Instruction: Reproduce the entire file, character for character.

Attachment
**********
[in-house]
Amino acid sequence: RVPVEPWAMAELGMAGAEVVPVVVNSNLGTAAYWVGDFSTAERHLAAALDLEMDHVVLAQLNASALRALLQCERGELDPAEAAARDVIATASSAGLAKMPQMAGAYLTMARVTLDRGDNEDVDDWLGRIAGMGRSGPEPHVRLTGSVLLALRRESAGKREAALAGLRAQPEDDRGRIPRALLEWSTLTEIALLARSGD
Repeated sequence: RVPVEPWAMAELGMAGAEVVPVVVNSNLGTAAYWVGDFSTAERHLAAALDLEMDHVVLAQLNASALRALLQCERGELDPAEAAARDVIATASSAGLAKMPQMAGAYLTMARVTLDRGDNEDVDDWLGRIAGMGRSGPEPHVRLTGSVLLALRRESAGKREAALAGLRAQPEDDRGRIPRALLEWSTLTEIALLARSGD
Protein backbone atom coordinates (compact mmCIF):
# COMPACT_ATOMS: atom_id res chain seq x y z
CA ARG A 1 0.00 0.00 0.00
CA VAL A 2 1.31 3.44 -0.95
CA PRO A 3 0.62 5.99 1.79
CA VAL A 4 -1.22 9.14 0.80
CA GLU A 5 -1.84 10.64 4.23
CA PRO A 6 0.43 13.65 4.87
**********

[in-house]
Amino acid sequence: RVPVEPWAMAELGMAGAEVVPVVVNSNLGTAAYWVGDFSTAERHLAAALDLEMDHVVLAQLNASALRALLQCERGELDPAEAAARDVIATASSAGLAKMPQMAGAYLTMARVTLDRGDNEDVDDWLGRIAGMGRSGPEPHVRLTGSVLLALRRESAGKREAALAGLRAQPEDDRGRIPRALLEWSTLTEIALLARSGD
Repeated sequence: RVPVEPWAMAELGMAGAEVVPVVVNSNLGTAAYWVGDFSTAERHLAAALDLEMDHVVLAQLNASALRALLQCERGELDPAEAAARDVIATASSAGLAKMPQMAGAYLTMARVTLDRGDNEDVDDWLGRIAGMGRSGPEPHVRLTGSVLLALRRESAGKREAALAGLRAQPEDDRGRIPRALLEWSTLTEIALLARSGD
Protein backbone atom coordinates (compact mmCIF):
# COMPACT_ATOMS: atom_id res chain seq x y z
CA ARG A 1 0.00 0.00 0.00
CA VAL A 2 1.31 3.44 -0.95
CA PRO A 3 0.62 5.99 1.79
CA VAL A 4 -1.22 9.14 0.80
CA GLU A 5 -1.84 10.64 4.23
CA PRO A 6 0.43 13.65 4.87